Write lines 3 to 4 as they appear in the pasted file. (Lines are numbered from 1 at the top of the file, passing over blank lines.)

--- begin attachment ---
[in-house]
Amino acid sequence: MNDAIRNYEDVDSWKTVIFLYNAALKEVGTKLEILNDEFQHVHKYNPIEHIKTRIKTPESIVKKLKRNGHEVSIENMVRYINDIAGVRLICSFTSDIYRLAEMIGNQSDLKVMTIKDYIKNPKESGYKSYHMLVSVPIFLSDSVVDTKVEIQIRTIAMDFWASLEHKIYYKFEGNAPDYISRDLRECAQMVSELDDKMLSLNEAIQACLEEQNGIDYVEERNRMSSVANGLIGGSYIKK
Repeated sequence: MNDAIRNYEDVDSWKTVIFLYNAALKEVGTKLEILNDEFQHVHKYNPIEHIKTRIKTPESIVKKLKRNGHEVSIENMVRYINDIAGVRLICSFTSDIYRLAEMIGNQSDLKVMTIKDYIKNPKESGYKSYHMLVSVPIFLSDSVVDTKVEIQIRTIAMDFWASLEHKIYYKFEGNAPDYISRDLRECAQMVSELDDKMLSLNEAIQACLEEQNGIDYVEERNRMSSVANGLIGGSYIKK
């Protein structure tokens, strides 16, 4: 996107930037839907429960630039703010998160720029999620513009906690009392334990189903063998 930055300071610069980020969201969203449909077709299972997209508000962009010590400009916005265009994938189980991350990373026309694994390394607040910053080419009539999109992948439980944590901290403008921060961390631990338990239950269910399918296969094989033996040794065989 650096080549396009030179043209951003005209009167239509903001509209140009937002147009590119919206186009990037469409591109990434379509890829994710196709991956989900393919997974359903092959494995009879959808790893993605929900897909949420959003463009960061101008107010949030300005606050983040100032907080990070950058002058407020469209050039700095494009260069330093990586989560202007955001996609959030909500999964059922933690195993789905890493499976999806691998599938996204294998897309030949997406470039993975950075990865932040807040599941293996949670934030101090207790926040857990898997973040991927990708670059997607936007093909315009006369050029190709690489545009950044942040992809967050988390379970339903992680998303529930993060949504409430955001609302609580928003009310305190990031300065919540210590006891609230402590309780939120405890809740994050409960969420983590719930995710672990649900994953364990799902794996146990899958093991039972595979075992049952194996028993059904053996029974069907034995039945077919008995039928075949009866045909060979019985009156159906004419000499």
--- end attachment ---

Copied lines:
Repeated sequence: MNDAIRNYEDVDSWKTVIFLYNAALKEVGTKLEILNDEFQHVHKYNPIEHIKTRIKTPESIVKKLKRNGHEVSIENMVRYINDIAGVRLICSFTSDIYRLAEMIGNQSDLKVMTIKDYIKNPKESGYKSYHMLVSVPIFLSDSVVDTKVEIQIRTIAMDFWASLEHKIYYKFEGNAPDYISRDLRECAQMVSELDDKMLSLNEAIQACLEEQNGIDYVEERNRMSSVANGLIGGSYIKK
């Protein structure tokens, strides 16, 4: 996107930037839907429960630039703010998160720029999620513009906690009392334990189903063998 930055300071610069980020969201969203449909077709299972997209508000962009010590400009916005265009994938189980991350990373026309694994390394607040910053080419009539999109992948439980944590901290403008921060961390631990338990239950269910399918296969094989033996040794065989 650096080549396009030179043209951003005209009167239509903001509209140009937002147009590119919206186009990037469409591109990434379509890829994710196709991956989900393919997974359903092959494995009879959808790893993605929900897909949420959003463009960061101008107010949030300005606050983040100032907080990070950058002058407020469209050039700095494009260069330093990586989560202007955001996609959030909500999964059922933690195993789905890493499976999806691998599938996204294998897309030949997406470039993975950075990865932040807040599941293996949670934030101090207790926040857990898997973040991927990708670059997607936007093909315009006369050029190709690489545009950044942040992809967050988390379970339903992680998303529930993060949504409430955001609302609580928003009310305190990031300065919540210590006891609230402590309780939120405890809740994050409960969420983590719930995710672990649900994953364990799902794996146990899958093991039972595979075992049952194996028993059904053996029974069907034995039945077919008995039928075949009866045909060979019985009156159906004419000499």